Today’s post highlights a Reverend Mix from colonial New England: The Rev. Stephen Mix.
I discovered and purchased a book from eBay called The Colonial Clergy and Colonial Churches of New England by Frederick Lewis Weis. Published under the auspices of the Society of the Descendants of the Colonial Clergy (1620-1776), this book was published in Lancaster, Massechusetts in 1936. Stephen Mix appears on page 143.
According to the book’s abbreviations and notes key on page 238, this entry offers answers to these headings:
NAME: Stephen Mix
HIGHEST DEGREE EARNED: A.M.
BORN in New Haven, Connecticut on November 1, 1672
PARENTS: Thomas and Rebecca (Turner) Mix
COLLEGE: H.C. means Harvard College, graduating in 1690.
DEGREES EARNED AT THAT COLLEGE: The A.B. and A.M. are the degrees he earned from Harvard.
—A.B. and B.A. are the same thing: this person had a Bachelor of Arts degree
—A.M. and M.A. are the same thing: this person had a Master of Arts degree.
ORDAINED: in Wethersfield, Connecticut in 1694
SETTLED: He ‘settled’ down to be the pastor of a church
—SETTLED WHERE: He was the pastor for the Wethersfield, CT church.
—SETTLED WHEN: He served as pastor there from 1694-1738.
CONNECTICUT ELECTION SERMON: was in 1735. (more on this a bit later)
DIED: in Wethersfield, CT on August 28, 1738
There is a note (also on p. 238) stating “All ministers listed are Congregational unless otherwise designated,” therefore Stephen Mix WAS a Congregational Church pastor.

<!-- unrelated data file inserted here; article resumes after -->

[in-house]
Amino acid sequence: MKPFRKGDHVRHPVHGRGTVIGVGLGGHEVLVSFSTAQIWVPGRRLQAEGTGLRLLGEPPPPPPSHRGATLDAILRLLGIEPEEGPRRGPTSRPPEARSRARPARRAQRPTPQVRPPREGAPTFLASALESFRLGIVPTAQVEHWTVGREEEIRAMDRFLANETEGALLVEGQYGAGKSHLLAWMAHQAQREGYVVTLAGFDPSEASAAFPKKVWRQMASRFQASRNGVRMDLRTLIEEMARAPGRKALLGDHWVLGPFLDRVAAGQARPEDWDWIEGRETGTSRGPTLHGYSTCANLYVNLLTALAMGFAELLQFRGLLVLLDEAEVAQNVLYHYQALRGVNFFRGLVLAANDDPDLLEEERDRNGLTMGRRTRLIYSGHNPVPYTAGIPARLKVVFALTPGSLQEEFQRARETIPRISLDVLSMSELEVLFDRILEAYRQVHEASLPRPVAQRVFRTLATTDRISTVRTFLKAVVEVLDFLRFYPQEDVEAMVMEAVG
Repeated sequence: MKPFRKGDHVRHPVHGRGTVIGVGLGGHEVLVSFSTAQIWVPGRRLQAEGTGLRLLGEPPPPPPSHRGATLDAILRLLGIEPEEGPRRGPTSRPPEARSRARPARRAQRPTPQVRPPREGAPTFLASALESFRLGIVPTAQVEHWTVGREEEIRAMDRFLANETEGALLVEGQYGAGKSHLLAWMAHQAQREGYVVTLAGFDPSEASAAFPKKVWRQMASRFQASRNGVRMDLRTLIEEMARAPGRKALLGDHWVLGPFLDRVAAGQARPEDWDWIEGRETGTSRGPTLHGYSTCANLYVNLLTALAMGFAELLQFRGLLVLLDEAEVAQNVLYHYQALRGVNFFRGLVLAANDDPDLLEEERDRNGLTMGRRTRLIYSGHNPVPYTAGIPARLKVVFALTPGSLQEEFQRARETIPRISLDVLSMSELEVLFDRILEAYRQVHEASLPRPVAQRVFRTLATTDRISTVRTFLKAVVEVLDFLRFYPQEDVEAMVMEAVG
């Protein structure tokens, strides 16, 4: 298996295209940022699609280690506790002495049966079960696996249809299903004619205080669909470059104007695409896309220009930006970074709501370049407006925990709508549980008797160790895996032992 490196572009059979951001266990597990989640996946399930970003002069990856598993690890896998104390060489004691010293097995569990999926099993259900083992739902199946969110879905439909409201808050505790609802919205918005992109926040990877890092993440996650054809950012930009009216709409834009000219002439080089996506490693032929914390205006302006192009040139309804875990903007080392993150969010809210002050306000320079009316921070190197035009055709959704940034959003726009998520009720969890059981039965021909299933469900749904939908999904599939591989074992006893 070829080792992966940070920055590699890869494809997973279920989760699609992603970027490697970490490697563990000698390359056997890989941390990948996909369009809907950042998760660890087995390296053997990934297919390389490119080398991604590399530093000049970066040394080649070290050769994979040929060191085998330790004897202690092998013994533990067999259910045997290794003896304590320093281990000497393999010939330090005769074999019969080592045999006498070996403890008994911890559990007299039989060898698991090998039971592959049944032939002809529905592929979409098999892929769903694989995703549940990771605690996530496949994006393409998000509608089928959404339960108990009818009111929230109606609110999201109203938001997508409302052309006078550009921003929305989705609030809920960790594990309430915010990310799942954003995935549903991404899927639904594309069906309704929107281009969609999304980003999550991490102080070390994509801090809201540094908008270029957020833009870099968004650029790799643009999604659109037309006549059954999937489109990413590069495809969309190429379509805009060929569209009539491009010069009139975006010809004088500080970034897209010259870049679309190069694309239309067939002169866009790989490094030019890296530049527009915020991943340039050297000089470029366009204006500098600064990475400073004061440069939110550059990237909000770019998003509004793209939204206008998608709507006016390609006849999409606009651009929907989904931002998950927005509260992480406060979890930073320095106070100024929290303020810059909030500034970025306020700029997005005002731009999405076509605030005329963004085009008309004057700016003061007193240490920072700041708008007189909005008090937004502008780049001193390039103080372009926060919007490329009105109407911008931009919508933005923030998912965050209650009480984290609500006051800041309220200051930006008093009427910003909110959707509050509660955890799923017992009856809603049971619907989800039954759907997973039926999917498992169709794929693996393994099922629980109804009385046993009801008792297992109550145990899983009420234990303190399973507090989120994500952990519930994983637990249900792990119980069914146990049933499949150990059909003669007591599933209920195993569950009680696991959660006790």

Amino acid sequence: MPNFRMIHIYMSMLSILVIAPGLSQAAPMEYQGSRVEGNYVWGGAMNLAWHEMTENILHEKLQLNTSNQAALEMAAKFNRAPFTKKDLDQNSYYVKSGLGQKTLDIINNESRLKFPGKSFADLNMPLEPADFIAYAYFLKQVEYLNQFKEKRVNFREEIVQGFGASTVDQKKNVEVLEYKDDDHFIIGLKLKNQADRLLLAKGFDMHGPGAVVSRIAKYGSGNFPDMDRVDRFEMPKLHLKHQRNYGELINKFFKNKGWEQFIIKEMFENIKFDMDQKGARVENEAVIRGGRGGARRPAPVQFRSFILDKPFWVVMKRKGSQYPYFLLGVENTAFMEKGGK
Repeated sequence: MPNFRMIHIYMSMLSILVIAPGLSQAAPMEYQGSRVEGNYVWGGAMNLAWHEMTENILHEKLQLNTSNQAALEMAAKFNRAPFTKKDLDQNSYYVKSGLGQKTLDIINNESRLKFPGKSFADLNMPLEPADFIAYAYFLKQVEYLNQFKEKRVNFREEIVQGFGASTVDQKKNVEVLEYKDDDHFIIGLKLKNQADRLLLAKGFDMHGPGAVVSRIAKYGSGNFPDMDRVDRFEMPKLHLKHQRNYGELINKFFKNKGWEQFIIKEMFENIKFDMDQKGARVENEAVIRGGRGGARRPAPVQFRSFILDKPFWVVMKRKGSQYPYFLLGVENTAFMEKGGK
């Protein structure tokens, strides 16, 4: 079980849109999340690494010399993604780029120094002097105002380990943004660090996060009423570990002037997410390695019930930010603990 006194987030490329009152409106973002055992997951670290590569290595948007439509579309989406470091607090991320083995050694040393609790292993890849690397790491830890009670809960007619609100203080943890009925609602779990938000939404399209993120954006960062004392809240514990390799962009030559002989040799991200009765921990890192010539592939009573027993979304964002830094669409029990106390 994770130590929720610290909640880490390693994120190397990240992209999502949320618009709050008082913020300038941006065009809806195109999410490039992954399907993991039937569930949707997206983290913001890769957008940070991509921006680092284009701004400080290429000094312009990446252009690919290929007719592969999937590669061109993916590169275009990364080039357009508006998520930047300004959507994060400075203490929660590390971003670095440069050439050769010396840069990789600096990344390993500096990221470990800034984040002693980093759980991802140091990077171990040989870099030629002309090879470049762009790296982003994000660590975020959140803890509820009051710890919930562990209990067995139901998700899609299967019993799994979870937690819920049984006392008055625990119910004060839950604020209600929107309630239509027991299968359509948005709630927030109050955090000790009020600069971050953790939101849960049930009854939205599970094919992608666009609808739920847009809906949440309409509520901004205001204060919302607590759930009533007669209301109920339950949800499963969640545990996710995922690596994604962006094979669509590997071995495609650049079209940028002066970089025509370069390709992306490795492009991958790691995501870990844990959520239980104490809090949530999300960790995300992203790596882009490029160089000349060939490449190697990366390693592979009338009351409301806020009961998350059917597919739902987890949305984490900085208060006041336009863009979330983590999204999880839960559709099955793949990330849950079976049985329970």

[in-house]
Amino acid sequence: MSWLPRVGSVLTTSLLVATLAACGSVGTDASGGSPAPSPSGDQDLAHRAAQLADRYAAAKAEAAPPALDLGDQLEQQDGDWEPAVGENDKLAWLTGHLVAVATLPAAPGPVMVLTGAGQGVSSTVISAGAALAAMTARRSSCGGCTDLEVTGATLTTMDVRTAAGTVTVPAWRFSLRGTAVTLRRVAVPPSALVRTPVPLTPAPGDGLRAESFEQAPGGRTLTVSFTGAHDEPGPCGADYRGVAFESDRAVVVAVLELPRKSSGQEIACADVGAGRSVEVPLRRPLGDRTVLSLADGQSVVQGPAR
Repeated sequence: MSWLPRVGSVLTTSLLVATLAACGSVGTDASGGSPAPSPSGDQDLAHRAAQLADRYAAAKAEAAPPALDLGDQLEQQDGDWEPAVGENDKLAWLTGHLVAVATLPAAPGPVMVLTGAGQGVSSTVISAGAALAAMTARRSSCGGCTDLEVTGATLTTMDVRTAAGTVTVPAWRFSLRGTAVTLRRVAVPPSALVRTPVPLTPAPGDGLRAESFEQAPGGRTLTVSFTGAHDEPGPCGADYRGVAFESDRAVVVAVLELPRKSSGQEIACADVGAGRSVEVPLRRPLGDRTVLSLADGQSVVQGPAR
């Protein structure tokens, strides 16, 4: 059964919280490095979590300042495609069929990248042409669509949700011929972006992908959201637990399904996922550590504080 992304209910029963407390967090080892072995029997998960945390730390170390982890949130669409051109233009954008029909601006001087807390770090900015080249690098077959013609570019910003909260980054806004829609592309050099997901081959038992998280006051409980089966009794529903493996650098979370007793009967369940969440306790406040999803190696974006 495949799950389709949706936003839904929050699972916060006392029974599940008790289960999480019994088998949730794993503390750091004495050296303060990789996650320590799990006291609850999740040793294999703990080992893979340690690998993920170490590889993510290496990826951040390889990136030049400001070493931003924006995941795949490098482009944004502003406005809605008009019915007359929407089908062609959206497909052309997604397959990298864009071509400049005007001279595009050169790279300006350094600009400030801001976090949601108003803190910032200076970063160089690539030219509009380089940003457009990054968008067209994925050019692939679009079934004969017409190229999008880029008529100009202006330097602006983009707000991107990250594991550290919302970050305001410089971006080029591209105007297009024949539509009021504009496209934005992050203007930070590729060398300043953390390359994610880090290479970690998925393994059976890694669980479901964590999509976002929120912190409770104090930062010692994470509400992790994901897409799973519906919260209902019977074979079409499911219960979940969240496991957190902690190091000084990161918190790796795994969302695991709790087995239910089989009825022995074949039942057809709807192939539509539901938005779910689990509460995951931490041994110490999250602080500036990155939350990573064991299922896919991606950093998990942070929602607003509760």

BY THE WAY…
– – – The section (pages 239-280) is a listing of all of those colonial New England churches, their founding date, their official name and a listing of all of their pastors (1620-1776). On pages 278 and 279, the Wethersfield, CT church is listed as starting in 1641 and was listed as “First Congregational Church.”
– – – An ELECTION SERMON, according to a posting on BeliefNet.com by Forest Church, was a pretty standard tradition in colonial New England. Church writes:
There’s a noble tradition in the ministry, going back to the 17th Century. One or two Sundays before an election, almost every preacher in the land devoted his sermon to the body politic.
It’s a great literary genre. Often, the brimstone was so hot that an Election Day sermon was the one sermon a minister might be remembered by.
There was a reason for that. No words were minced. He entered the pulpit and for the next two hours–count your blessings, folks–proclaimed a jeremiad. As in Jeremiah, the great Hebrew prophet.
Here’s how it went. The world has gone, or is about to go to Hell. The reason is simple. God is punishing you for your sins. Whatever is wrong in this world is wrong because you are wrong-headed, wrong-hearted, inattentive to God’s commandments, and God is watching and God is angry,and if you keep on messing up you will burn forever.
At least they burned for two long hours. Nonetheless, by the end of the pastor’s jeremiad, almost everyone who listened did in fact feel at least partially responsible for everything that was going wrong in the world. No more “throw the bums out”; the bums were us.